kids come by to be feed and to train - all without cost. Thus a lot of cooking goes on and a couple of women often come in to assist Gisha who formerly
trained and performed with the group before having a child a few years ago. Somehow they made things tasty although the basis of nearly every meal there
and throughout Nicaragua is beans and rice, which surprisingly never seemed to give me gas like I would have suspected. Also to be seen in this
photos is Miraim who was a German volunteer teaching acrobatics and trapeze. Until now, most of the school's sponsors have been
German and Swiss as well as the volunteer or two who often contribute special training and/or English, German or other academic tutoring.
Behind the school they have a bit of land with many fruit trees. The last few years they have also hosted a performers'
festival that I unfortunately just missed. Tents were pitched here and they managed to accommodate around 150 participants. In addition
to all the crazy people around, 7 cats and 4 dogs call this place home.
At the back of the land is a performance/training space with a hardwood floor and high conical roof made from timber and
thatch. Next to it are a bank of toilets and a good view of Mombacho volcano. There are also large water tanks under the floor here and in the main building.
Although water is cheap compared to the cost of electricity there, they could thus collect rain water in the rainy season. It was the dry season while I was in Nicaragua
from mid-Feb. to mid-March and I only once experienced a short, light sprinkle the whole time.
There is a constant breeze from the lake here making it a literally cooler place to train than inside the main building.
When I first arrived in Nicaragua, I spent most of my time for 9 days at the school. As they were taking a bit of a
break after holding the recent festival, the smaller kids were not there then but I got to meet and train with them at the end of my trip.
From most anywhere in Granada, one can spot Mombacho volcano looming off in the distance about 10 kilometers away.
I had hoped to find others to go with to visit it especially as I had heard recent firsthand accounts of tourists getting robbed between the
main road and the entrance. Eventually, I gave up and decided to go on my own, taking a taxi from the school to the entrance rather than just
taking a bus towards Masaya and walking from there. The entrance only cost around 3 dollars. There is also a truck that takes people up the
road to the station towards the top for another 8 dollars round trip but it runs infrequently and I was too late. The road is quite good but
gets a bit steep towards the end of a more than hour hike.
Shortly before arriving, the truck did pass me in the end and parked at the top.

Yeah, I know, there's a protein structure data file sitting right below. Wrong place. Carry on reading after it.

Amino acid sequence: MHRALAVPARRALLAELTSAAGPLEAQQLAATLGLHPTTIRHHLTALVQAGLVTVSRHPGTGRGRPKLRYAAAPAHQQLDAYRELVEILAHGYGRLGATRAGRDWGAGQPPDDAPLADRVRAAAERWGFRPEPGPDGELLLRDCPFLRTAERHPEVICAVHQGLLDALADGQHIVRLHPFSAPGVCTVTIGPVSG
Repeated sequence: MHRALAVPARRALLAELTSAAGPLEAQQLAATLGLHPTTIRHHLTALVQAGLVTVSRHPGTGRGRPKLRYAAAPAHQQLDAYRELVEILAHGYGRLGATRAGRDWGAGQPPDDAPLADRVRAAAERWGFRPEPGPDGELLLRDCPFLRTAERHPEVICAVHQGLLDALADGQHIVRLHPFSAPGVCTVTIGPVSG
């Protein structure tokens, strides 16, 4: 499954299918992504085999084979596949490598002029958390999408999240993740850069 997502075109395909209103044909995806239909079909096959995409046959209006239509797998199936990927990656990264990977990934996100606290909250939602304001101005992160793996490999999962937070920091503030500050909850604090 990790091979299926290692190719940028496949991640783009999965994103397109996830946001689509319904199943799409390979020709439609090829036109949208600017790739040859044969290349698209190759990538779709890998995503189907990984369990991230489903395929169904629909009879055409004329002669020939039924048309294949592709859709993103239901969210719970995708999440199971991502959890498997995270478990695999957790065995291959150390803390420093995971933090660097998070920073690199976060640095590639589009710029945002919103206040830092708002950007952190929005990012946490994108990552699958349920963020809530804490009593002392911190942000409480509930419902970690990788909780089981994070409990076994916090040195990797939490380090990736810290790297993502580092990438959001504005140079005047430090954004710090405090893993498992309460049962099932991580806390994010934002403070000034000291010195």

There are a series of very scenic trails from the top where one is really in the thick of the cloud forest.
I only had time for a short circular walk around one of the multiple cones with a nice overview of Granada and the lake. Other trails can
take up to 4 hours, time better spent than just climbing to the top if one can afford(and is in time!) to take the transport to the top. I was around
half way down on my descent when I came upon 2 Danish sisters who had just been robbed by an older guy with a machete. There was a fancy
finca nearby whose employees called the police and eventually gave the sisters and myself a ride back to Granada. Despite their helpfulness,
one had to wonder if the culprit wasn't one of the finca workers supplementing their meager wages.
Hearing from others, I came to the conclusion that armed robberies on Mombacho are fairly frequent despite claims to the
contrary by locals. I felt that most Nicaraguans were friendly, honest and helpful but that small percentage of thieves concentrate themselves at the places
one is most likely to find tourists alone and vulnerable, like sweating up a steep volcano trail. I would not characterize Nicaragua as especially
dangerous for Latin America yet denying the risks is naive. And although Granada is quaint and much smaller than Managua, it does have its share of risks.
Masaya is a good sized town half way between Granada and Managua where I made a day trip.
This was my first real trip on buses in Nicaragua which was similar to experiences in many other countries. The buses are colorful,
generally old school buses imported from Canada or the USA making them rather small and not especially comfortable but they are relatively
affordable and the main means of transportation for most people. The front of the insides are typically decorated with small trinkets and lots of
Christian mottos and icon. The bus stop in Masaya was alongside a big market and is convenient because all of the intercity buses stop there. I would later
experience that in many towns there are multiple stations or places where one needed to find the buses, often meaning a change of
locations to carry on to another town. Intercity bus services also tended to start early but finish in the very early evening making it difficult to return.
I took this shot on the road from the bus station to the center of Masaya but it could be almost anywhere in Nicaragua.
Despite a beautiful countryside, the national problem of littering is as bad as I've seen anywhere. People just throw garbage everywhere.
I think it has greatly increased in recent years since the people have more disposable income that they freely spend on junk food like
chips while traveling and then throw the bags out the bus windows.
The next interesting scene that presented itself was more likable. There was a plaza in front of a smallish church,
where a group of kids were hitting piñatas. I didn't get to ask what the occasion was but they strung up at least 5 or 6 of them one after the other.
Ones sees piñatas sold at many shops and even some shops that seemed to sell them exclusively.
The main thing of interest in Masaya is the handicraft market housed in the historical market building.
The handworkers of Masaya are national renowned for their fine craftsmanship. Typical are mask and wood carving,
boxes and baskets, pottery, wall hangings and furniture; the taste of which seem to be fixated on bright colors. Even though I didn't buy anything,
it was interesting to look at the variety and I was surprised how low key the sellers were. One could really look without being hassled to buy like in so many other places.
Like most everywhere in Nicaragua, the town was centered around a cathedral and large plaza. This central park was especially
large and had a lively atmosphere.
Certainly there were candy and snacks of all sorts for sale on the central plaza as if anyone wondered where all of the garbage comes from.